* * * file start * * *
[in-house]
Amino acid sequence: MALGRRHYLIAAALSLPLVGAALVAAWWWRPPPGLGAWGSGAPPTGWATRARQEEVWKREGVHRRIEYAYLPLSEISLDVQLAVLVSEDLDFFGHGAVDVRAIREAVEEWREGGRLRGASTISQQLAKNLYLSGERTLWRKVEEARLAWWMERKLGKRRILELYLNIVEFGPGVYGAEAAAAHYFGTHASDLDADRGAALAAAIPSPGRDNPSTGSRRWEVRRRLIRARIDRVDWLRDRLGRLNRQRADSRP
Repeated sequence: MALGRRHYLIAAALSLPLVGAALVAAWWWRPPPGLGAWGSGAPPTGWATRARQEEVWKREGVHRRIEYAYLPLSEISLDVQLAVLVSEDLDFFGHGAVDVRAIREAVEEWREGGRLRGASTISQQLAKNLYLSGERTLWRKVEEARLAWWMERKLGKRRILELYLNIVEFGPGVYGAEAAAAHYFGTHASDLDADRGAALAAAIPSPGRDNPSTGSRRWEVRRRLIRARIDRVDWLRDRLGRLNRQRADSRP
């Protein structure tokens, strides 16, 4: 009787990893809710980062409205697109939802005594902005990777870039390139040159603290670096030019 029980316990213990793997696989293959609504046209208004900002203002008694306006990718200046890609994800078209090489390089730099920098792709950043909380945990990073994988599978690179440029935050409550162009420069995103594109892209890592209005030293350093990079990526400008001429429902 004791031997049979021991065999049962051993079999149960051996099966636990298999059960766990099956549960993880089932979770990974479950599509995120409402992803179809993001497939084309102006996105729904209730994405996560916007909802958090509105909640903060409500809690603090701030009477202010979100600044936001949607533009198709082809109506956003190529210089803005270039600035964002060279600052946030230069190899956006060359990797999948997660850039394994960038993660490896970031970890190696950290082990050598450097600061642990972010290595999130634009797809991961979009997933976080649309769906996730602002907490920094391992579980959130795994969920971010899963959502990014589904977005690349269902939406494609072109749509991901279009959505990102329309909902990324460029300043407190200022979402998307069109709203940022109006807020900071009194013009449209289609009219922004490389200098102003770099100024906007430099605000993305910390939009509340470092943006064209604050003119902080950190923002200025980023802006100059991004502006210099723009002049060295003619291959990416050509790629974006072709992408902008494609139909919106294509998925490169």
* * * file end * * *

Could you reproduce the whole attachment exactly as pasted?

[in-house]
Amino acid sequence: MALGRRHYLIAAALSLPLVGAALVAAWWWRPPPGLGAWGSGAPPTGWATRARQEEVWKREGVHRRIEYAYLPLSEISLDVQLAVLVSEDLDFFGHGAVDVRAIREAVEEWREGGRLRGASTISQQLAKNLYLSGERTLWRKVEEARLAWWMERKLGKRRILELYLNIVEFGPGVYGAEAAAAHYFGTHASDLDADRGAALAAAIPSPGRDNPSTGSRRWEVRRRLIRARIDRVDWLRDRLGRLNRQRADSRP
Repeated sequence: MALGRRHYLIAAALSLPLVGAALVAAWWWRPPPGLGAWGSGAPPTGWATRARQEEVWKREGVHRRIEYAYLPLSEISLDVQLAVLVSEDLDFFGHGAVDVRAIREAVEEWREGGRLRGASTISQQLAKNLYLSGERTLWRKVEEARLAWWMERKLGKRRILELYLNIVEFGPGVYGAEAAAAHYFGTHASDLDADRGAALAAAIPSPGRDNPSTGSRRWEVRRRLIRARIDRVDWLRDRLGRLNRQRADSRP
């Protein structure tokens, strides 16, 4: 009787990893809710980062409205697109939802005594902005990777870039390139040159603290670096030019 029980316990213990793997696989293959609504046209208004900002203002008694306006990718200046890609994800078209090489390089730099920098792709950043909380945990990073994988599978690179440029935050409550162009420069995103594109892209890592209005030293350093990079990526400008001429429902 004791031997049979021991065999049962051993079999149960051996099966636990298999059960766990099956549960993880089932979770990974479950599509995120409402992803179809993001497939084309102006996105729904209730994405996560916007909802958090509105909640903060409500809690603090701030009477202010979100600044936001949607533009198709082809109506956003190529210089803005270039600035964002060279600052946030230069190899956006060359990797999948997660850039394994960038993660490896970031970890190696950290082990050598450097600061642990972010290595999130634009797809991961979009997933976080649309769906996730602002907490920094391992579980959130795994969920971010899963959502990014589904977005690349269902939406494609072109749509991901279009959505990102329309909902990324460029300043407190200022979402998307069109709203940022109006807020900071009194013009449209289609009219922004490389200098102003770099100024906007430099605000993305910390939009509340470092943006064209604050003119902080950190923002200025980023802006100059991004502006210099723009002049060295003619291959990416050509790629974006072709992408902008494609139909919106294509998925490169």